It will take various means, not to mention international cooperation, to solve a problem of such colossal proportions. But 3D printing may prove to be a part of the solution, especially since it attacks the problem from the standpoint of both sustainability and recycling.
Consider, for example, the 3D printer known as Ekocycle, which is made by 3D Systems, one of the leaders in the field. It is capable of extruding recycled bottles like those collected by various organizations (and various devices, such as the Ocean Cleanup Array, invented by Dutch teenager Boyan Slat).
The machine, which is not yet available to the public, transforms those bottles into raw materials for new products.
Also gaining traction, especially among manufacturers seeking greater cost-effectiveness, is the concept of sustainability through 3D printing. The Bio-Shelters Project aims to explore recycling in 3D printing using various alternative materials including wood, clay, sugar, cellulose fiber, recycled paper and concrete.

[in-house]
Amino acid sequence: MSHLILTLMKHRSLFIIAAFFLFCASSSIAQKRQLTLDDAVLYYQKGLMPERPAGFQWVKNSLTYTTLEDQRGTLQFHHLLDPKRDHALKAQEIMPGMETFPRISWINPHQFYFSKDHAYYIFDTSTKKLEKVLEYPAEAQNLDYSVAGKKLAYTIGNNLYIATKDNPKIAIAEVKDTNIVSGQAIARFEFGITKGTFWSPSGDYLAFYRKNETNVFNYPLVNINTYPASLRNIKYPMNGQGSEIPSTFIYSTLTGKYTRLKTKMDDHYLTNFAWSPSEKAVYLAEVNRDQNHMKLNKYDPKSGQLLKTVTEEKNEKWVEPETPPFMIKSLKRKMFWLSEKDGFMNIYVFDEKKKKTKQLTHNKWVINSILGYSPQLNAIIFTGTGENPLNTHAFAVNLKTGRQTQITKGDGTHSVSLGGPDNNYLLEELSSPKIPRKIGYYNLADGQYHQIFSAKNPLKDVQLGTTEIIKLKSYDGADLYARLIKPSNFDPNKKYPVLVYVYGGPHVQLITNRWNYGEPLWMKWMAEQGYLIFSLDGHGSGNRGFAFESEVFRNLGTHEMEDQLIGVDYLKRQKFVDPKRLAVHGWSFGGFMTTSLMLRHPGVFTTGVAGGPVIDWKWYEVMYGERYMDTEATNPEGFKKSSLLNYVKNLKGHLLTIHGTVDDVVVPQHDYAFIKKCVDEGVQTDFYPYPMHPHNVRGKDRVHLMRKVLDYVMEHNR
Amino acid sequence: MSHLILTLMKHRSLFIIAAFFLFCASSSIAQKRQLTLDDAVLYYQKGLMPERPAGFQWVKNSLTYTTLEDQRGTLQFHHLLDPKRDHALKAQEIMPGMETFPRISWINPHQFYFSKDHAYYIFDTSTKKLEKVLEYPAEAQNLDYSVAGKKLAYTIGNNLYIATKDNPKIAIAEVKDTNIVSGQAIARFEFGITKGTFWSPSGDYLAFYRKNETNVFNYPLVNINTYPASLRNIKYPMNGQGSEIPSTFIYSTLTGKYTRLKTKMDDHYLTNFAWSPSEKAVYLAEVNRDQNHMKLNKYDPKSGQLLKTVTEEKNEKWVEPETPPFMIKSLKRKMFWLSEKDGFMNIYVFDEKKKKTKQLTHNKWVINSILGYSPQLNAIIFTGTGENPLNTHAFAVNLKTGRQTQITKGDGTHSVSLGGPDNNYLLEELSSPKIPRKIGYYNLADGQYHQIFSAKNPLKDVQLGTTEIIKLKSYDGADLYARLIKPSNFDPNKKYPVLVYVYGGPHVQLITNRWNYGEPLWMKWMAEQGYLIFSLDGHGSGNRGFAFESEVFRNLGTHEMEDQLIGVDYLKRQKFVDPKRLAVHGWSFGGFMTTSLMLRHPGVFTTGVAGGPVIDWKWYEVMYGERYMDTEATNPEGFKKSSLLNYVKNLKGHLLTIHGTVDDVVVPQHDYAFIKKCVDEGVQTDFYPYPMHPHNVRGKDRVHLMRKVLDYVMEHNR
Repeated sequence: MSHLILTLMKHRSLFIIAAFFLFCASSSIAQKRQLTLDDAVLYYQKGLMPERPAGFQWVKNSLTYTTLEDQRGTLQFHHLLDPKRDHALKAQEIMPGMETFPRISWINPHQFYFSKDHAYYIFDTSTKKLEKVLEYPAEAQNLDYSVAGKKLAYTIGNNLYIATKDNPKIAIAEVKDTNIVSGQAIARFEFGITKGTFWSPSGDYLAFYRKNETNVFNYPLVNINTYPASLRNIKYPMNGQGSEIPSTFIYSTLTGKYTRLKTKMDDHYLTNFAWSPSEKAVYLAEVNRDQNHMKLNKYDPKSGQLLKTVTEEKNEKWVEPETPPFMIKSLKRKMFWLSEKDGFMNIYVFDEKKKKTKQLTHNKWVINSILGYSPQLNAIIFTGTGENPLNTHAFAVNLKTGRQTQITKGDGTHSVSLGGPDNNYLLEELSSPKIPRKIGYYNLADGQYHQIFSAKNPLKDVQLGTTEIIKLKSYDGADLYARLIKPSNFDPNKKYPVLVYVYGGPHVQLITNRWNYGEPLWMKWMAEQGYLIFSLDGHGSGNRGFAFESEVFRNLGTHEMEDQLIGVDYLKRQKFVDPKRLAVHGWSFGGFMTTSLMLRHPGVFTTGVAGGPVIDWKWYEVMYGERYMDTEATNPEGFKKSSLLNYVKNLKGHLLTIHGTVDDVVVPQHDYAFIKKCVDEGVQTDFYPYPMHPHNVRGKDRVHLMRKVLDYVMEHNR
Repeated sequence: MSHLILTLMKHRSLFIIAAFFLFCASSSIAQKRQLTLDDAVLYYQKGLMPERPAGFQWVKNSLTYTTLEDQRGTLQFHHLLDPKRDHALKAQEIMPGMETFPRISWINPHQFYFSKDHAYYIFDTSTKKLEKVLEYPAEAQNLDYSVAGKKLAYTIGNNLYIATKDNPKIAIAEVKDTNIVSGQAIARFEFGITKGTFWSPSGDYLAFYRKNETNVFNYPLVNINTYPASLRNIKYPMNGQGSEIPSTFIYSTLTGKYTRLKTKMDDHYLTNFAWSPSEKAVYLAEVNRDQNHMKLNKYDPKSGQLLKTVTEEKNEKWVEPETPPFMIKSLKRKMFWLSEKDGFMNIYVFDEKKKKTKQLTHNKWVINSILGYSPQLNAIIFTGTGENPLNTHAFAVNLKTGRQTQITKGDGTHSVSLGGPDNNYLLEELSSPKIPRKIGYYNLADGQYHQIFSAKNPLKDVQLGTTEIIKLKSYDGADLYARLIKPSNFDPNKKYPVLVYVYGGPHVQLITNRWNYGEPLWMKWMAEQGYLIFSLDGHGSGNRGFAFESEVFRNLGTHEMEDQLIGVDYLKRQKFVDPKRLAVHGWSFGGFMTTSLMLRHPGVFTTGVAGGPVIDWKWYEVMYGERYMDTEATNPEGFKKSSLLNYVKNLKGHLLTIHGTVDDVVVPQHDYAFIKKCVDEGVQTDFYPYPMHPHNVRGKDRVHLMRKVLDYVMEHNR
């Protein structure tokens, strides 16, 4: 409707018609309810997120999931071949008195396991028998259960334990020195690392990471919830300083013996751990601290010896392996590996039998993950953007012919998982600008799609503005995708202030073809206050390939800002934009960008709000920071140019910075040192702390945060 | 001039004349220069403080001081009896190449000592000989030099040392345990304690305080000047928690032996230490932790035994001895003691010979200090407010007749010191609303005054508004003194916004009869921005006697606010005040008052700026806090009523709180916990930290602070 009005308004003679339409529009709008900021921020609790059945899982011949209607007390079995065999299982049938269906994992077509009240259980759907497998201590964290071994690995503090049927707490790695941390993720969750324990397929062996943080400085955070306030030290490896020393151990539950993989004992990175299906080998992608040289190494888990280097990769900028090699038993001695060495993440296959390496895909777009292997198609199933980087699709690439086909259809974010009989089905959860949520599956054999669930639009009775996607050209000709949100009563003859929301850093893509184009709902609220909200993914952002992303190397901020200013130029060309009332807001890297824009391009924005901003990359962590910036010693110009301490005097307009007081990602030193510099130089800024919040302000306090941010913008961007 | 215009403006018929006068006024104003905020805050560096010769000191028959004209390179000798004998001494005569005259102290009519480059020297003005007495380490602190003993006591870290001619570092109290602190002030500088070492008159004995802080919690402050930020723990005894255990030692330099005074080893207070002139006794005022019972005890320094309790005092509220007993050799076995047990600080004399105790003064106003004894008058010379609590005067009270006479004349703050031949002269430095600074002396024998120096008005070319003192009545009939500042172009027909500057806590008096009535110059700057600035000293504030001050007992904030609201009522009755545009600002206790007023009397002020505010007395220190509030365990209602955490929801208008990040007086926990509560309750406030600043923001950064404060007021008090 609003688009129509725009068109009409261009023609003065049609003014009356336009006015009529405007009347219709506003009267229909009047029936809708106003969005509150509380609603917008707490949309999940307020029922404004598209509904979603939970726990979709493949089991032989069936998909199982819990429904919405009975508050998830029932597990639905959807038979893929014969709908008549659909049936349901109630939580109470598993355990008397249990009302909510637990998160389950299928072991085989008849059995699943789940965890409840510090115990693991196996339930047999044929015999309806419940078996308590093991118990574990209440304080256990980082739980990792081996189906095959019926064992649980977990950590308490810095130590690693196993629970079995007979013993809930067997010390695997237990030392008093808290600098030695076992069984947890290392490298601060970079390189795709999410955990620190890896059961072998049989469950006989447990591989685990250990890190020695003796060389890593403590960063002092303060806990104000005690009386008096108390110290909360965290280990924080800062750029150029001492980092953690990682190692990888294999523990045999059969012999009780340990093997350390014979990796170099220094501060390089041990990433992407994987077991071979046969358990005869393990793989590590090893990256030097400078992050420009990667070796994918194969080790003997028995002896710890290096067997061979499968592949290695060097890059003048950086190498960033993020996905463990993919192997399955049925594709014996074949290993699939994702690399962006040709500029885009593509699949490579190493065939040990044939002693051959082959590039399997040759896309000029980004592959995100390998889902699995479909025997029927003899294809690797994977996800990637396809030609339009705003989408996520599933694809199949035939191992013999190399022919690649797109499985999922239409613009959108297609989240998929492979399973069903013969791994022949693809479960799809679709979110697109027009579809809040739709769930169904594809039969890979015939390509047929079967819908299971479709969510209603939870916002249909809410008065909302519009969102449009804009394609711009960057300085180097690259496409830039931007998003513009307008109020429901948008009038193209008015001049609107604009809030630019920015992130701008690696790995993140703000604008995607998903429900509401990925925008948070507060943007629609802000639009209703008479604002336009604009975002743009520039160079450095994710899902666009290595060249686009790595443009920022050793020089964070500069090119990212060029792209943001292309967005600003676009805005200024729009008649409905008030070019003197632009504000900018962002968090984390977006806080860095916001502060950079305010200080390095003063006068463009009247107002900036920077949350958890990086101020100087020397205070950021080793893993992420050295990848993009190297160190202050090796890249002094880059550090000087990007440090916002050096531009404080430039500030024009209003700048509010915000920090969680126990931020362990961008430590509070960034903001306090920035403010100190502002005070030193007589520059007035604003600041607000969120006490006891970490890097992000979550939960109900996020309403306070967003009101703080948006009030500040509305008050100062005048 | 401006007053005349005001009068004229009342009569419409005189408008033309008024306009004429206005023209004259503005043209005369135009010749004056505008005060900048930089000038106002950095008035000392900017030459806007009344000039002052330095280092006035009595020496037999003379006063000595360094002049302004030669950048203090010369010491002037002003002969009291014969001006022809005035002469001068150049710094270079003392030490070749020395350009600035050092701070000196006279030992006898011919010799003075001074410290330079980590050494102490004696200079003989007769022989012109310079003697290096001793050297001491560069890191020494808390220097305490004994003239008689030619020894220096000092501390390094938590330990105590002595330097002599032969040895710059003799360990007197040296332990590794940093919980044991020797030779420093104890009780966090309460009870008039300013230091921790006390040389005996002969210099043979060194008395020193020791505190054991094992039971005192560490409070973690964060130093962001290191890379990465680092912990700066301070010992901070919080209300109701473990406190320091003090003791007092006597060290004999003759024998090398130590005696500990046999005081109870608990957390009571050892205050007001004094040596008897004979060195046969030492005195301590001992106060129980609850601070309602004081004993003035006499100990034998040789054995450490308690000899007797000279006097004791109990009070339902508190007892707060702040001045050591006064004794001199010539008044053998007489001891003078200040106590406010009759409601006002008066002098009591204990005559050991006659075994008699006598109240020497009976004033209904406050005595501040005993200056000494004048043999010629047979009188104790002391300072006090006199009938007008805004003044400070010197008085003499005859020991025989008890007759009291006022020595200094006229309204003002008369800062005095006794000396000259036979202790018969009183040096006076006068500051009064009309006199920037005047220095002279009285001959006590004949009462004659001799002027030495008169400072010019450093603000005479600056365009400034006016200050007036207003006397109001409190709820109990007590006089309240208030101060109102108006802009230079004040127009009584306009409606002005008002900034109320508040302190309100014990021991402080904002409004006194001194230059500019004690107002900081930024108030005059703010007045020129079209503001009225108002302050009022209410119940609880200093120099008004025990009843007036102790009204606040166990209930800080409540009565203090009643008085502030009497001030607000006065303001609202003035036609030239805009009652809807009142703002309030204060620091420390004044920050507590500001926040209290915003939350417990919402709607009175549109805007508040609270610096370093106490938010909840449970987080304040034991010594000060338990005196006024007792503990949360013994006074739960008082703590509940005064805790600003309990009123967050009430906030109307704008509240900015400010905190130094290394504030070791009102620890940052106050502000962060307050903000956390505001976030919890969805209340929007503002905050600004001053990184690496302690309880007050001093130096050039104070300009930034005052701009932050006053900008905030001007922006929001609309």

Team members of the Bio-Shelters Project are challenged to build seawalls out of sustainable materials. Both the United States and Europe have thousands of miles of natural coastlines in which about half have been modified with artificial structures including seawalls. These structures provide protection to shorelines and enhancement of fisheries. They also help with water filtering.